In these challenging days, it's easy to despair. Deborah Trengove explains how we can all embrace optimism, with 'above the line' thinking.
At the beginning of the recent mini-lockdown, I had an interesting exchange with a local dry-cleaner. We shared our mutual frustration with the lockdown, blamed the government, its protocols, the quarantine system, the slow arrival of a vaccine and finally, the virus itself. Then, we changed tack: we both agreed things could be worse, we would get through it and there were others worse off who we felt for. I left feeling encouraged and buoyed.
Above the Line vs Below the Line
This was an example of moving from below the line to above the line thinking. Below the line thinking is characterised by blaming, hopelessness and negativity. It leads to procrastination, self-doubt and worry. By contrast, above the line thinking is solution-focused and hopeful, building confidence, perspective and compassion.
When feeling disappointed, angry and frustrated, it is easy to engage in below the line thinking. Students who are disappointed in a test result might blame the teacher for not properly preparing them, that it was too hard or that they didn’t have enough time to study. Sometimes, there are genuine reasons for such complaints, but often these excuses protect young people from taking responsibility and using the experience to improve for next time. Below the line thinking can be seen in learned helplessness, in the idea that we can never do well, so there is no point even trying. Moving to above the line thinking helps us to identify practical strategies such as effective time management or trialing different study techniques, as well as using mistakes to promote learning.
We can all benefit from above the line thinking – young people and adults, sporting groups and executive teams.
Above the line thinking can be consciously nurtured by first allowing time for emotions to be acknowledged. It really was disappointing to be back in lockdown and it triggered worries about the future: will 2021 be like 2020 after all, will we ever get back to our ‘normal’ lives? Uncertainty can be challenging. Having plans disrupted and expectations thrown up in the air can be hard. However, when we move to above the line thinking, anxieties can be put in context, priorities re-set and we can focus on possibilities rather than losses.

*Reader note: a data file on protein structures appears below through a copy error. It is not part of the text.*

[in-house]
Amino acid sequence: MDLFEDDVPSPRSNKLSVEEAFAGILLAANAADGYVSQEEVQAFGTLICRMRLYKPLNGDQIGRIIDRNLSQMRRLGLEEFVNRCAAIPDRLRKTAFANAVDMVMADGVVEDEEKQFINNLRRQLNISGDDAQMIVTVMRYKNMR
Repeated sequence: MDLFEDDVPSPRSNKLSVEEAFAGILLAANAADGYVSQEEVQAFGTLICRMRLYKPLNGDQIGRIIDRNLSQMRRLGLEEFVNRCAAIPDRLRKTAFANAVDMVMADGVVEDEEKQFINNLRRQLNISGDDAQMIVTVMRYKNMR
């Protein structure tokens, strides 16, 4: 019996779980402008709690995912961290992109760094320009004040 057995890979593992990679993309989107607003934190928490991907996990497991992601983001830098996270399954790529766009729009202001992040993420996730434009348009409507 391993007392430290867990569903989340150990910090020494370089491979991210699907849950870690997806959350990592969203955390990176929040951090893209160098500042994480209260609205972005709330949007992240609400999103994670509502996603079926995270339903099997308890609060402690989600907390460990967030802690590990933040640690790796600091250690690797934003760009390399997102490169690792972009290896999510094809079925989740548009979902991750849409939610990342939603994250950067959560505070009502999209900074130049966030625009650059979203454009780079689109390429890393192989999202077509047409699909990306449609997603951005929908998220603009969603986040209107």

Optimism is a critical element of above the line thinking and has considerable benefits for physical, emotional and social wellbeing. Optimism helps us to not only survive but to thrive. In 2011, Holocaust survivor, 109-year-old Alice Herz-Sommer, was asked about her secret of life. ‘Optimism’, she replied. ‘Life is beautiful. I know about the bad things but I look to the good. I see beauty everywhere.’ Such optimism is inspiring in the face of all Alice had experienced in her lifetime. Optimism sustained her and was the wellspring of her love for life.
Optimism builds resilience, hope and problem solving. Optimists are healthier, live longer and manage stress better. Optimism is positively related to social connectivity and life satisfaction. But being optimistic does not mean being a ‘Pollyanna’ – it is an approach to finding solutions, based on an accurate understanding of the current situation, its challenges and possibilities. Realistic optimism, therefore, seems to be most beneficial as it does not foster expectations for perfection, but is forward looking and practical.
Obstacles to optimism
Watch out for the triple Ps, described by Martin Seligman (University of Pennsylvania Positive Psychology Centre) as mental habits which undermine resilience and block optimistic thinking.
- Pervasive: a belief that when something goes wrong, everything is ruined.
- Permanent: thinking it will never get better, it never changes.
- Personal: I can’t do anything, I’m not good enough, it’s my fault.
If you recognise these traits in yourself or others, gently but persistently challenge them. They are habits of thinking which limit potential for growth and happiness. Ask ‘where is the evidence?’ to break down the underlying ‘all or nothing’ thinking and encourage self-talk which is Positive, Purposeful and has Perspective.
Building optimism in a time of uncertainty
There are close links between optimism and gratitude. Consciously looking for the positives, the small wins and joys in daily life helps us maintain perspective. Our natural tendency to pay attention to negativity, drama and danger may be hard-wired to protect us from harm, but it is important to balance this tendency with noticing what is good, enjoyable and successful in our everyday lives.
We also need to accept that there are things we cannot control and have the confidence to believe we can adapt to change, even if we would prefer not to have to. Being flexible and responsive to fluctuating circumstances is vital for young people in whatever the future holds for them. Much is learned when we work through challenges together, growing both as individuals and as a community.
It is important to acknowledge that practical, emotional or social difficulties can be experienced in times of change and uncertainty – and that it is OK to feel doubt, frustration and anxiety. These are normal responses which, when shared, can be processed and hopefully, alleviated with support and encouragement.
So, above the line or below the line? Optimism or despair? Let A. A. Milne have the final word.
‘It’s snowing still,’ said Eeyore gloomily.
‘So it is.’
‘Yes,’ said Eeyore. ‘However,’ he said, brightening up a little, ‘we haven’t had an earthquake lately.’
– Winnie the Pooh
About the author
Dr Deborah Trengove is St Leonard’s College Director of Pastoral Care and Senior School Counsellor/ Psychologist.
You might also like her previous articles:Subscribe to The Parents Website